By the age of 19, Austrian skier Karl Martitsch was already the junior slalom champion of his native country and, one year later, he was runner up in the combined downhill and jumping events at the national junior championship. Although his career was interrupted by World War II, he returned in full force after the conflict and emerged as the Nordic Champion of Austria in 1946, as well as the Universities, 3-Way Combined, and 4-Way Combined champion. A competitor in downhill, slalom, cross-country and ski jumping, by the time his career ended in 1950 he had won over 350 prizes and medals at the national and international level, including a bronze medal in ski jumping at the 1947 Universities World Championships. He also competed at the 1948 Winter Olympics, where he placed 21st in the Nordic combined and 64th in the 18km cross-country skiing event. One of his final appearances came at the 1950 World Championship in the Nordic combined, although he did not win a medal.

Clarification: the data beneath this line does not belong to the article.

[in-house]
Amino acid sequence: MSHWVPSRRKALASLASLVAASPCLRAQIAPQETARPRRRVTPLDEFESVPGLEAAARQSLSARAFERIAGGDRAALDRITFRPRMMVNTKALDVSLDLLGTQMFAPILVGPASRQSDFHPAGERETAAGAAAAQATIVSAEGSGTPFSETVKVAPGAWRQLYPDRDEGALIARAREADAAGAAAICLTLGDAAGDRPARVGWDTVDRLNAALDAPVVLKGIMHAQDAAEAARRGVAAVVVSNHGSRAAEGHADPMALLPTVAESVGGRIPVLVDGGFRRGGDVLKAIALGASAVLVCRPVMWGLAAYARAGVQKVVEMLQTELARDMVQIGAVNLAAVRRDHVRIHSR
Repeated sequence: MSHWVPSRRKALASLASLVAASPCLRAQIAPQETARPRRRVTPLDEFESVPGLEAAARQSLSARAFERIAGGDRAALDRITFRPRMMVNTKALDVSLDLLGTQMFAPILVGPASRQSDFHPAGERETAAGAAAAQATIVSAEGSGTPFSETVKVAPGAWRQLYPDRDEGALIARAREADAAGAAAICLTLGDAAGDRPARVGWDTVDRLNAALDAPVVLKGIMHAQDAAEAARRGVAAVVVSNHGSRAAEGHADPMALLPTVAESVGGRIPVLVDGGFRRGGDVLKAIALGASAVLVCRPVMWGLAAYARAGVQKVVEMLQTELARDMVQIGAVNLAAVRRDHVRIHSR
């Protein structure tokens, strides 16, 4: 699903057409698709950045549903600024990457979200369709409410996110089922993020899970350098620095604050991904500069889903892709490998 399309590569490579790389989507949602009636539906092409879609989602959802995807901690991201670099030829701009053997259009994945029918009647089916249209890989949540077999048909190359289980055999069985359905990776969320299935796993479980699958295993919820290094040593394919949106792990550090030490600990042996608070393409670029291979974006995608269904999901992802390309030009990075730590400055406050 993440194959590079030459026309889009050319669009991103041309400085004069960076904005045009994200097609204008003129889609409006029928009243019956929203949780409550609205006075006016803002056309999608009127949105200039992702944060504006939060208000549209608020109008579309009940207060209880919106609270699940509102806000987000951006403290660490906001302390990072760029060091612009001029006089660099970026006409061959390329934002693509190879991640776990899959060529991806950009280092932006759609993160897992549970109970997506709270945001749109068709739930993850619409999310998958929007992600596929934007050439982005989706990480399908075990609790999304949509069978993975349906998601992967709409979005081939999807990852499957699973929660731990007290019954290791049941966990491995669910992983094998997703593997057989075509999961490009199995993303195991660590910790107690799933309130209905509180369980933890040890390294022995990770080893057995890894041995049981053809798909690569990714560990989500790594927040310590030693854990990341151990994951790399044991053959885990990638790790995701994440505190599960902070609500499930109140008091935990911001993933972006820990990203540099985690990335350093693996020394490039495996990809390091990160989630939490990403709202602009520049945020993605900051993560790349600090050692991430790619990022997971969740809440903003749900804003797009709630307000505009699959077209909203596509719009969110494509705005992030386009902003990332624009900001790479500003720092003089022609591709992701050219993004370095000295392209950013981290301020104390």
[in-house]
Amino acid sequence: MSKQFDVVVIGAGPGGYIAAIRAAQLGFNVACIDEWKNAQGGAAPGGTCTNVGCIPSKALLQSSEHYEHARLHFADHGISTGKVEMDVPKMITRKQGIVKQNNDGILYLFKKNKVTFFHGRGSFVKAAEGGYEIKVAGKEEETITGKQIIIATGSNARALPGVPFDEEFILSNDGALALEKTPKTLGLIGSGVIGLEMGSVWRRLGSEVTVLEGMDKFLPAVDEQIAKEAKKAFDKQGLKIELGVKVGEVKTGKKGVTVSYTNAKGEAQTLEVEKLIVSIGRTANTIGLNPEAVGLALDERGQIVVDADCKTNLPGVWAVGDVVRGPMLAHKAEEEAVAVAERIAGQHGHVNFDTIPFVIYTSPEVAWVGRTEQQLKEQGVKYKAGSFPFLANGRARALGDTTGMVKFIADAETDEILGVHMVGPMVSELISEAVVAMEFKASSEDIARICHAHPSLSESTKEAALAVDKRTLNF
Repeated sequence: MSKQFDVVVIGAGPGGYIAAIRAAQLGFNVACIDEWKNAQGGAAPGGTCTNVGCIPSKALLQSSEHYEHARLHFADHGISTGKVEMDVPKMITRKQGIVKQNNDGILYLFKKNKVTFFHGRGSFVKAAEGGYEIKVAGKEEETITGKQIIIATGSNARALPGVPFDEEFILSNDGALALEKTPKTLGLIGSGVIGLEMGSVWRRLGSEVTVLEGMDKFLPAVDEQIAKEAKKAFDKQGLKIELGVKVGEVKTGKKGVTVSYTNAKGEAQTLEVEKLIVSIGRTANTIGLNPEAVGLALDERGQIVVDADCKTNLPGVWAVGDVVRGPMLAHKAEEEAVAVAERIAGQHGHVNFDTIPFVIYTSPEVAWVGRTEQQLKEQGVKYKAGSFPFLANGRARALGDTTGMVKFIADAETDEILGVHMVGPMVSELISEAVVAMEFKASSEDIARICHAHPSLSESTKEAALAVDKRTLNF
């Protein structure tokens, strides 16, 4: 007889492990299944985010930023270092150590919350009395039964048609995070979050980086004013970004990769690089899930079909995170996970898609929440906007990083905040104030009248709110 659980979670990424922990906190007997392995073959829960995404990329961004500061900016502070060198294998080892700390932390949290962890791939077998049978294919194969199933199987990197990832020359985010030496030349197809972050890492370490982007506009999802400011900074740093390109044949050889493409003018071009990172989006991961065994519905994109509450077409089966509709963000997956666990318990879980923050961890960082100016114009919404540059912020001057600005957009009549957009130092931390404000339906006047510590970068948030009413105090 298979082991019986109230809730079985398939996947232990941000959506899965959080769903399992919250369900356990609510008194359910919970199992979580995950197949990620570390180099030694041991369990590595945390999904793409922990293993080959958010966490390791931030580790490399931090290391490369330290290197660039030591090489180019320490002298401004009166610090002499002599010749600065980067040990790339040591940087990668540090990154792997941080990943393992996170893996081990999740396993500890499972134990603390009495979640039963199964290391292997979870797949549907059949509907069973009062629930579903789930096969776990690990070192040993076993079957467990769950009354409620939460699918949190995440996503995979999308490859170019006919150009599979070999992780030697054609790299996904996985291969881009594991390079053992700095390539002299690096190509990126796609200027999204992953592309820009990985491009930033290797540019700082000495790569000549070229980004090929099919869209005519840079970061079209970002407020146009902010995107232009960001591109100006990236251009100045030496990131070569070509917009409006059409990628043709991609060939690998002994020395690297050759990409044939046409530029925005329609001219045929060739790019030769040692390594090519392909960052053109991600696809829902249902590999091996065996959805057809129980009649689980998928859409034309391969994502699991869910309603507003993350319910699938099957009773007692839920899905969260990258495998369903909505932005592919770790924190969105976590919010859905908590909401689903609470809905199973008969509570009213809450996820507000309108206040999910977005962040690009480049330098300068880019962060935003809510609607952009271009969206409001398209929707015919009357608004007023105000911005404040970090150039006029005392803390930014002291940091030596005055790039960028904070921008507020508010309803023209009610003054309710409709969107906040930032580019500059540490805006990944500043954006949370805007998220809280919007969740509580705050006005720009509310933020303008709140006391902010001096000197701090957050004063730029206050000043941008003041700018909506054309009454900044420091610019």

A year later, Martitsch settled in Canada and embarked upon a career as a civil engineer at the Foundation Co. of Canada Ltd. While working on projects such as strip malls and steel plants, he also helped construct more comfortable landings for ski jumps during the 1960s and Canada’s first 70m jump in Ontario, quickly becoming active in the Canadian Ski Association. By 1963 he was Canada’s representative to the International Ski Federation and was later certified as a judge in ski jumping, officiating at numerous international events. He was a major part of facilities construction in two editions of the Winter Olympics: 1980 in Lake Placid and 1988 in Calgary. He remained active in the field until shortly before his death from a heart attack in 2000, at the age of 82.